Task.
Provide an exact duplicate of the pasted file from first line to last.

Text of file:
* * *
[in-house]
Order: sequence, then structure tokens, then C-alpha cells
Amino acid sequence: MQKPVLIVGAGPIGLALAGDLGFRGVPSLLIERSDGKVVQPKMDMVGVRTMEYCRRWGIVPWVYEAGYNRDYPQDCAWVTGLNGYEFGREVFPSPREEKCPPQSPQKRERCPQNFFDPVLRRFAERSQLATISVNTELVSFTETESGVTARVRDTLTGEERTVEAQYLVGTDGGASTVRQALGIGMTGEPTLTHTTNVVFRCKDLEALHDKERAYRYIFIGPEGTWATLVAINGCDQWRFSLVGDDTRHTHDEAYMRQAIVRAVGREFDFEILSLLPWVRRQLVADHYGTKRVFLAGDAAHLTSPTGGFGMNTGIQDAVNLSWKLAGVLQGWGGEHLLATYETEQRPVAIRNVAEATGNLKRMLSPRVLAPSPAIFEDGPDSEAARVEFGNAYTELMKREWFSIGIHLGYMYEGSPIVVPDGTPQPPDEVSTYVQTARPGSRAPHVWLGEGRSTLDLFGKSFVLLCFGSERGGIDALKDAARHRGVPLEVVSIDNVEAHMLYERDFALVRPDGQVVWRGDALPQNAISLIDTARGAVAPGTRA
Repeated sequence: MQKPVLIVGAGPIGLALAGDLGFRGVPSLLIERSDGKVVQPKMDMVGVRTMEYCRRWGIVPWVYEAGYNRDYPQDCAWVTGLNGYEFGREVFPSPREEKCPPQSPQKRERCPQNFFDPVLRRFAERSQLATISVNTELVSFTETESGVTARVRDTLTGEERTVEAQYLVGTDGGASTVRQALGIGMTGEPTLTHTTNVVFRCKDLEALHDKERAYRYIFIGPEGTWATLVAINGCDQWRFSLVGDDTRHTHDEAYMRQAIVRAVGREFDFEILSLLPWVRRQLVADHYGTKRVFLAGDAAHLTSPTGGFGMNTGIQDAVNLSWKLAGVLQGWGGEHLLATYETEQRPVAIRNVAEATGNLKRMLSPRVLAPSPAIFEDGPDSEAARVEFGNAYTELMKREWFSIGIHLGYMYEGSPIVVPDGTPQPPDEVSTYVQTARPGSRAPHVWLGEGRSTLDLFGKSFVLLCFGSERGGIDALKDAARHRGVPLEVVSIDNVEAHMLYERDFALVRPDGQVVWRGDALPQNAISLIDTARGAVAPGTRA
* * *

[in-house]
Order: sequence, then structure tokens, then C-alpha cells
Amino acid sequence: MQKPVLIVGAGPIGLALAGDLGFRGVPSLLIERSDGKVVQPKMDMVGVRTMEYCRRWGIVPWVYEAGYNRDYPQDCAWVTGLNGYEFGREVFPSPREEKCPPQSPQKRERCPQNFFDPVLRRFAERSQLATISVNTELVSFTETESGVTARVRDTLTGEERTVEAQYLVGTDGGASTVRQALGIGMTGEPTLTHTTNVVFRCKDLEALHDKERAYRYIFIGPEGTWATLVAINGCDQWRFSLVGDDTRHTHDEAYMRQAIVRAVGREFDFEILSLLPWVRRQLVADHYGTKRVFLAGDAAHLTSPTGGFGMNTGIQDAVNLSWKLAGVLQGWGGEHLLATYETEQRPVAIRNVAEATGNLKRMLSPRVLAPSPAIFEDGPDSEAARVEFGNAYTELMKREWFSIGIHLGYMYEGSPIVVPDGTPQPPDEVSTYVQTARPGSRAPHVWLGEGRSTLDLFGKSFVLLCFGSERGGIDALKDAARHRGVPLEVVSIDNVEAHMLYERDFALVRPDGQVVWRGDALPQNAISLIDTARGAVAPGTRA
Repeated sequence: MQKPVLIVGAGPIGLALAGDLGFRGVPSLLIERSDGKVVQPKMDMVGVRTMEYCRRWGIVPWVYEAGYNRDYPQDCAWVTGLNGYEFGREVFPSPREEKCPPQSPQKRERCPQNFFDPVLRRFAERSQLATISVNTELVSFTETESGVTARVRDTLTGEERTVEAQYLVGTDGGASTVRQALGIGMTGEPTLTHTTNVVFRCKDLEALHDKERAYRYIFIGPEGTWATLVAINGCDQWRFSLVGDDTRHTHDEAYMRQAIVRAVGREFDFEILSLLPWVRRQLVADHYGTKRVFLAGDAAHLTSPTGGFGMNTGIQDAVNLSWKLAGVLQGWGGEHLLATYETEQRPVAIRNVAEATGNLKRMLSPRVLAPSPAIFEDGPDSEAARVEFGNAYTELMKREWFSIGIHLGYMYEGSPIVVPDGTPQPPDEVSTYVQTARPGSRAPHVWLGEGRSTLDLFGKSFVLLCFGSERGGIDALKDAARHRGVPLEVVSIDNVEAHMLYERDFALVRPDGQVVWRGDALPQNAISLIDTARGAVAPGTRA